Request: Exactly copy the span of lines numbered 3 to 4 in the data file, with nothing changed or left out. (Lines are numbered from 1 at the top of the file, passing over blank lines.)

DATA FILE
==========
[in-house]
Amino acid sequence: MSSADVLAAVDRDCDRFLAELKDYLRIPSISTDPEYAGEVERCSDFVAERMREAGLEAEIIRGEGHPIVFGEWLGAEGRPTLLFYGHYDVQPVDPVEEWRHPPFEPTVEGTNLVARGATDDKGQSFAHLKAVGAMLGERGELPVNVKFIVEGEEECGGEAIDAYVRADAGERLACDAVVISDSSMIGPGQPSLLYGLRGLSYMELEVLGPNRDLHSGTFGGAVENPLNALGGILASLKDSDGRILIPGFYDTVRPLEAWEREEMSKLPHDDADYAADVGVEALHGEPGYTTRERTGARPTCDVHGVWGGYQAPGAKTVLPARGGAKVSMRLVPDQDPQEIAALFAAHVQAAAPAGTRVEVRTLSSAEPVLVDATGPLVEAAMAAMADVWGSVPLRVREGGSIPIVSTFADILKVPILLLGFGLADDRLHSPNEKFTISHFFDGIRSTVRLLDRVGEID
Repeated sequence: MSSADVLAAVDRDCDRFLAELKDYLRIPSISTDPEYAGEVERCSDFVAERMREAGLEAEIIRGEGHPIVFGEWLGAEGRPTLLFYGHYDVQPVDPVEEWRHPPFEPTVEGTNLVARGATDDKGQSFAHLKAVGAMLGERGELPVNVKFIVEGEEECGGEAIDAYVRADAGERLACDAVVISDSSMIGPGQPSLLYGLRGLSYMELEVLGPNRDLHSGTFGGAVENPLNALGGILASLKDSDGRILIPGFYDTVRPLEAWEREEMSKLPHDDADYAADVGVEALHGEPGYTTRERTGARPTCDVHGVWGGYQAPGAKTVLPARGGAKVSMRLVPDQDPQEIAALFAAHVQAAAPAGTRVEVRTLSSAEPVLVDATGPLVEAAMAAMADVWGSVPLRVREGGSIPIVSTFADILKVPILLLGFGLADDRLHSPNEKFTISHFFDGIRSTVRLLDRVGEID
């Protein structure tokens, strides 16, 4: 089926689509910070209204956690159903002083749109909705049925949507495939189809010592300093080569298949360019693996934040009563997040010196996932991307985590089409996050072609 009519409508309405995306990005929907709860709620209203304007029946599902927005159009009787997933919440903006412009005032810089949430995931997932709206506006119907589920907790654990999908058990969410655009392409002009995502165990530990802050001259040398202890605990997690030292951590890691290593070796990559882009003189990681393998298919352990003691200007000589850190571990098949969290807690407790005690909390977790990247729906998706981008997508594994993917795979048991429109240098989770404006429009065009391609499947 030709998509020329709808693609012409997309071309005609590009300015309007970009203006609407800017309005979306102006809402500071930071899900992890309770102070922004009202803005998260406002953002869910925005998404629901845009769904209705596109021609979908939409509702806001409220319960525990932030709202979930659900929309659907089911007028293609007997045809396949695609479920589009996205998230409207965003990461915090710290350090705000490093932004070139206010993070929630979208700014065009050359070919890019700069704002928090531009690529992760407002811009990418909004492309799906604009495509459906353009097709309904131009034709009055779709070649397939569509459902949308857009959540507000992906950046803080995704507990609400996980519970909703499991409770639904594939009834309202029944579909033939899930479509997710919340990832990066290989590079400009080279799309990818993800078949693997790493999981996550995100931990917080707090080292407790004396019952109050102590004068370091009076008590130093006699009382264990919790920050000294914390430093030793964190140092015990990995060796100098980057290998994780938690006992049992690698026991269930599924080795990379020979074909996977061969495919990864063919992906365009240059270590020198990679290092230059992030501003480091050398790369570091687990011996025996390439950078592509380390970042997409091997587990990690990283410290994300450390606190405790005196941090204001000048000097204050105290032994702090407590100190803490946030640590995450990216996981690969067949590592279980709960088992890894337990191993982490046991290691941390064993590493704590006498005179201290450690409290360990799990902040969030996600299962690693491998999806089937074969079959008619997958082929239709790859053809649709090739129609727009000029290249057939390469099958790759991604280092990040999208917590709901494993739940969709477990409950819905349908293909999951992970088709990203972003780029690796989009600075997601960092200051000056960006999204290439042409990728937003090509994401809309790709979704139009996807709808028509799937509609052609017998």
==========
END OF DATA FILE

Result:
Repeated sequence: MSSADVLAAVDRDCDRFLAELKDYLRIPSISTDPEYAGEVERCSDFVAERMREAGLEAEIIRGEGHPIVFGEWLGAEGRPTLLFYGHYDVQPVDPVEEWRHPPFEPTVEGTNLVARGATDDKGQSFAHLKAVGAMLGERGELPVNVKFIVEGEEECGGEAIDAYVRADAGERLACDAVVISDSSMIGPGQPSLLYGLRGLSYMELEVLGPNRDLHSGTFGGAVENPLNALGGILASLKDSDGRILIPGFYDTVRPLEAWEREEMSKLPHDDADYAADVGVEALHGEPGYTTRERTGARPTCDVHGVWGGYQAPGAKTVLPARGGAKVSMRLVPDQDPQEIAALFAAHVQAAAPAGTRVEVRTLSSAEPVLVDATGPLVEAAMAAMADVWGSVPLRVREGGSIPIVSTFADILKVPILLLGFGLADDRLHSPNEKFTISHFFDGIRSTVRLLDRVGEID
């Protein structure tokens, strides 16, 4: 089926689509910070209204956690159903002083749109909705049925949507495939189809010592300093080569298949360019693996934040009563997040010196996932991307985590089409996050072609 009519409508309405995306990005929907709860709620209203304007029946599902927005159009009787997933919440903006412009005032810089949430995931997932709206506006119907589920907790654990999908058990969410655009392409002009995502165990530990802050001259040398202890605990997690030292951590890691290593070796990559882009003189990681393998298919352990003691200007000589850190571990098949969290807690407790005690909390977790990247729906998706981008997508594994993917795979048991429109240098989770404006429009065009391609499947 030709998509020329709808693609012409997309071309005609590009300015309007970009203006609407800017309005979306102006809402500071930071899900992890309770102070922004009202803005998260406002953002869910925005998404629901845009769904209705596109021609979908939409509702806001409220319960525990932030709202979930659900929309659907089911007028293609007997045809396949695609479920589009996205998230409207965003990461915090710290350090705000490093932004070139206010993070929630979208700014065009050359070919890019700069704002928090531009690529992760407002811009990418909004492309799906604009495509459906353009097709309904131009034709009055779709070649397939569509459902949308857009959540507000992906950046803080995704507990609400996980519970909703499991409770639904594939009834309202029944579909033939899930479509997710919340990832990066290989590079400009080279799309990818993800078949693997790493999981996550995100931990917080707090080292407790004396019952109050102590004068370091009076008590130093006699009382264990919790920050000294914390430093030793964190140092015990990995060796100098980057290998994780938690006992049992690698026991269930599924080795990379020979074909996977061969495919990864063919992906365009240059270590020198990679290092230059992030501003480091050398790369570091687990011996025996390439950078592509380390970042997409091997587990990690990283410290994300450390606190405790005196941090204001000048000097204050105290032994702090407590100190803490946030640590995450990216996981690969067949590592279980709960088992890894337990191993982490046991290691941390064993590493704590006498005179201290450690409290360990799990902040969030996600299962690693491998999806089937074969079959008619997958082929239709790859053809649709090739129609727009000029290249057939390469099958790759991604280092990040999208917590709901494993739940969709477990409950819905349908293909999951992970088709990203972003780029690796989009600075997601960092200051000056960006999204290439042409990728937003090509994401809309790709979704139009996807709808028509799937509609052609017998």